Having spent the past 3 years becoming more aware, and then raising awareness about land justice, this song really hit home to me, the great imbalance we face today.
Something all the great poets and mystics have in common, is their awareness of the connectedness of all things. I think Johnny Cash was having a very heartfelt, human moment, and a very mystical moment, when he wrote this song.
Hildegard of Bingen said, "God has arranged all things in the world, in consideration of everything else."
And Black Elk famously said, "Humankind has not woven the web of life. We are but one thread within it. Whatever we do to the web, we do to ourselves."
We are at a critical point in the human story, and in turn, because of our impact on it, we are at a critical point in the story of the earth.
The tantrum throwing that we do, as the Great Turning asks us to (playfully) grow up, is possibly reaching its dystopian peak. And many of us mistake getting a wee bit uncomfortable, for suffering. Many of us think that what we hold as central, IS the center, and that our joy depends upon this center. But if Bonaventure was onto something - that God's circumference is nowhere, and God's center is everywhere, (Deus est sphaera intelligibilis cuius centrum ubique circumferential nusquam), then our idea of what is at the center, is simply our own paradigm.
The issues that we often blame postmodernism on (ie, cancel culture, free speech under threat, etc), are actually a result of unchecked white supremacy, and continuing domination, and land hoarding.
We are hardwired for seasons. These "postmodern" issues, which certainly have the potential to become very mutated, are a result of the blindspot that people in the dominant culture, (the center) have... and this blindspot thinks that any change is a slap in the face.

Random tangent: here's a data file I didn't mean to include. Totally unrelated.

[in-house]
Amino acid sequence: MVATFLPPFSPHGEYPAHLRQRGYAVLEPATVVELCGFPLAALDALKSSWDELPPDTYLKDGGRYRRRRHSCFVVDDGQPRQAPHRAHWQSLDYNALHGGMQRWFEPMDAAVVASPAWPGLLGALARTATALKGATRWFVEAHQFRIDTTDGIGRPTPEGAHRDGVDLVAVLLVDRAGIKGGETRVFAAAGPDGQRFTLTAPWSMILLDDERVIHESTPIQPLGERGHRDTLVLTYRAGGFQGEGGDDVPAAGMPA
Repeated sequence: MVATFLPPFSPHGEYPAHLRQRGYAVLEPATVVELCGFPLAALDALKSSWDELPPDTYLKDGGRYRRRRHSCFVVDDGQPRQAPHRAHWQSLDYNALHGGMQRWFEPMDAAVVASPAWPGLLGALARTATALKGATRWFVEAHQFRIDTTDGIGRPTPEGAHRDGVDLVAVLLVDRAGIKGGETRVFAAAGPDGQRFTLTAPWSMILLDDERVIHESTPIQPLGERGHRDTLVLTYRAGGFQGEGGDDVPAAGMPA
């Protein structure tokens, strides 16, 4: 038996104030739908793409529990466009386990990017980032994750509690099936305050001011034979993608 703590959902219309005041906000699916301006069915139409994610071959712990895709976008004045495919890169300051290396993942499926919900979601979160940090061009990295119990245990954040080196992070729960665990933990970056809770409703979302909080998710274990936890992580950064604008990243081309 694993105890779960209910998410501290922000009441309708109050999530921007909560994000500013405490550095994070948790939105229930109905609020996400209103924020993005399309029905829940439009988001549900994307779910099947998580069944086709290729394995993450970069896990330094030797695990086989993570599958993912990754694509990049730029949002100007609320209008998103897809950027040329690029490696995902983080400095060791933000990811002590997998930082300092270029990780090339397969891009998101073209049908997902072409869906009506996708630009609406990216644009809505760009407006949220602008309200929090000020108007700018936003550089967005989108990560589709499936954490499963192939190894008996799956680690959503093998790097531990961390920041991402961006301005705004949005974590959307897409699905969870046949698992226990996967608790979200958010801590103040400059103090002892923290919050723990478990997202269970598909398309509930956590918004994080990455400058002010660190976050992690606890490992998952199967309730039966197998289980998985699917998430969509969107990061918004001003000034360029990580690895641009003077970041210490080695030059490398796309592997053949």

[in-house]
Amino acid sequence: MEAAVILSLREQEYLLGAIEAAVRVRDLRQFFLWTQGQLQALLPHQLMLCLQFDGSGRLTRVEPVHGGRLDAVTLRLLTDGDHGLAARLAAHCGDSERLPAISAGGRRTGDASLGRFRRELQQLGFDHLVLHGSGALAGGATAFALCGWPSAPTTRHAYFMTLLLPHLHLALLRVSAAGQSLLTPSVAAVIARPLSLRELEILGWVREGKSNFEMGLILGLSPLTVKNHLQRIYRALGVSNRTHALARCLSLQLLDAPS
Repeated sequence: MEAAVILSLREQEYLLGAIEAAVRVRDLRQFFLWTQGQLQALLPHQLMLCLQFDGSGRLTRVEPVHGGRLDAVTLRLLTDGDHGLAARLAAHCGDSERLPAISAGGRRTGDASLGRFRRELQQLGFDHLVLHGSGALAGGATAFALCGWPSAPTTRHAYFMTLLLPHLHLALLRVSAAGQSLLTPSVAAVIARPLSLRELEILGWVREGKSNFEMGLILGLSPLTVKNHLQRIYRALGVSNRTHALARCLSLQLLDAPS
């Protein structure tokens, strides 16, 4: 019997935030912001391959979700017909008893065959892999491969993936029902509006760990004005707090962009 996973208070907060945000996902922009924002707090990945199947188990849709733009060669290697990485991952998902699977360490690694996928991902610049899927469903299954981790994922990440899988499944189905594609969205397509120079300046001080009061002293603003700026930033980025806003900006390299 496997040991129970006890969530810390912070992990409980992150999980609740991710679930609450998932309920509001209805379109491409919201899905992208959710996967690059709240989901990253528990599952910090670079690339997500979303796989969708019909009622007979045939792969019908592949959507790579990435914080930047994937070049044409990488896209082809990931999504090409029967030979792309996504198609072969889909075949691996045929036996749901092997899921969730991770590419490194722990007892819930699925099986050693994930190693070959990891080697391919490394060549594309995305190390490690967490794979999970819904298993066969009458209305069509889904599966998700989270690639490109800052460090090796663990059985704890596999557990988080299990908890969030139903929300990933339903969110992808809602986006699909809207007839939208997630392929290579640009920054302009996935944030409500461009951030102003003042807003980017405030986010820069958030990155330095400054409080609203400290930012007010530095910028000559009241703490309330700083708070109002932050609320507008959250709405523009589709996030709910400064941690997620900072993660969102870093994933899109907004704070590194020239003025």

When was the last time any of us thought about that fact that many people are born canceled. That many people are born without the protection of mercy. And that we're all entrained to care, or give our pity, to those who have the highest place to fall from (when in fact, to fall from a great height, is often a hidden mercy).
If we were closer to our own initiatory backgrounds, we would see that dying to things, and passing them on, is part of the healthy human journey. Dying to one thing, opens another path, and if we're lucky, we get to die many times, until we're Elders.
I'm all about the radical forgiveness of Jesus... and/but... it's important to remember that a healthy human has seasons that ebb and flow. The death of something isn't necessarily something to pity. It could be transformational.
Do I pray for restorative justice? You bet I do. Do I like cancel culture? Not really. I don't think it is restorative. And I think it potentially threatens great art, where the Muses happened to visit a particular channel, who needed healing, and who hurt others.
Do I think victims need to put themselves at risk with their abuser in some twisted form of forgiveness? No. I don't.
I also believe that our very life is a Grace.
But maybe it's not about liking cancel culture for me... maybe it's about observing its roots, and why it is here in our midst. And... maybe it is about me trying to see where I am blind to the default cancelations our society sets up for many people, the minute they're born.